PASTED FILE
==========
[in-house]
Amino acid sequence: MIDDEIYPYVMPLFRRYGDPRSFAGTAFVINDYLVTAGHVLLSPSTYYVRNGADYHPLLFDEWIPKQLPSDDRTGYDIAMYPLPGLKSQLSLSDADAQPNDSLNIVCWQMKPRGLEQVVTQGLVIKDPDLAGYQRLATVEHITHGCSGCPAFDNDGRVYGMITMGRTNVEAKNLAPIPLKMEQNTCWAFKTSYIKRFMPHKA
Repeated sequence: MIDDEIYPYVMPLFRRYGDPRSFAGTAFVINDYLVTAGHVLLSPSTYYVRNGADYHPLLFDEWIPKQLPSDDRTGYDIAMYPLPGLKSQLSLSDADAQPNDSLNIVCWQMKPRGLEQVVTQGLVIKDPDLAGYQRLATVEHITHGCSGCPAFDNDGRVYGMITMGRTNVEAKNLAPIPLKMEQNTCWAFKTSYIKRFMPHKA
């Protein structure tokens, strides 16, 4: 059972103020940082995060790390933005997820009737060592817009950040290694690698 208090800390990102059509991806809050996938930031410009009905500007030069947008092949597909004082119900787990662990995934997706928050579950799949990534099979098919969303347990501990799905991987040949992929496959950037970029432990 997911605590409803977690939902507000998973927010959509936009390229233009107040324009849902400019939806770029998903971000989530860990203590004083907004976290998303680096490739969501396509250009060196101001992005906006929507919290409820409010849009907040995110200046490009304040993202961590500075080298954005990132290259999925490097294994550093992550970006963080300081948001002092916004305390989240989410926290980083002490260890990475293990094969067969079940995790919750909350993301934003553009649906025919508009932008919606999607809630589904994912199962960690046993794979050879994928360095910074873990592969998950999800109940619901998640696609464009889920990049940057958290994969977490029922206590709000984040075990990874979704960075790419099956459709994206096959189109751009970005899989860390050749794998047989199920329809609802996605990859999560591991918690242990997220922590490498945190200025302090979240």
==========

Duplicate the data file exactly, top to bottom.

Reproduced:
[in-house]
Amino acid sequence: MIDDEIYPYVMPLFRRYGDPRSFAGTAFVINDYLVTAGHVLLSPSTYYVRNGADYHPLLFDEWIPKQLPSDDRTGYDIAMYPLPGLKSQLSLSDADAQPNDSLNIVCWQMKPRGLEQVVTQGLVIKDPDLAGYQRLATVEHITHGCSGCPAFDNDGRVYGMITMGRTNVEAKNLAPIPLKMEQNTCWAFKTSYIKRFMPHKA
Repeated sequence: MIDDEIYPYVMPLFRRYGDPRSFAGTAFVINDYLVTAGHVLLSPSTYYVRNGADYHPLLFDEWIPKQLPSDDRTGYDIAMYPLPGLKSQLSLSDADAQPNDSLNIVCWQMKPRGLEQVVTQGLVIKDPDLAGYQRLATVEHITHGCSGCPAFDNDGRVYGMITMGRTNVEAKNLAPIPLKMEQNTCWAFKTSYIKRFMPHKA
């Protein structure tokens, strides 16, 4: 059972103020940082995060790390933005997820009737060592817009950040290694690698 208090800390990102059509991806809050996938930031410009009905500007030069947008092949597909004082119900787990662990995934997706928050579950799949990534099979098919969303347990501990799905991987040949992929496959950037970029432990 997911605590409803977690939902507000998973927010959509936009390229233009107040324009849902400019939806770029998903971000989530860990203590004083907004976290998303680096490739969501396509250009060196101001992005906006929507919290409820409010849009907040995110200046490009304040993202961590500075080298954005990132290259999925490097294994550093992550970006963080300081948001002092916004305390989240989410926290980083002490260890990475293990094969067969079940995790919750909350993301934003553009649906025919508009932008919606999607809630589904994912199962960690046993794979050879994928360095910074873990592969998950999800109940619901998640696609464009889920990049940057958290994969977490029922206590709000984040075990990874979704960075790419099956459709994206096959189109751009970005899989860390050749794998047989199920329809609802996605990859999560591991918690242990997220922590490498945190200025302090979240």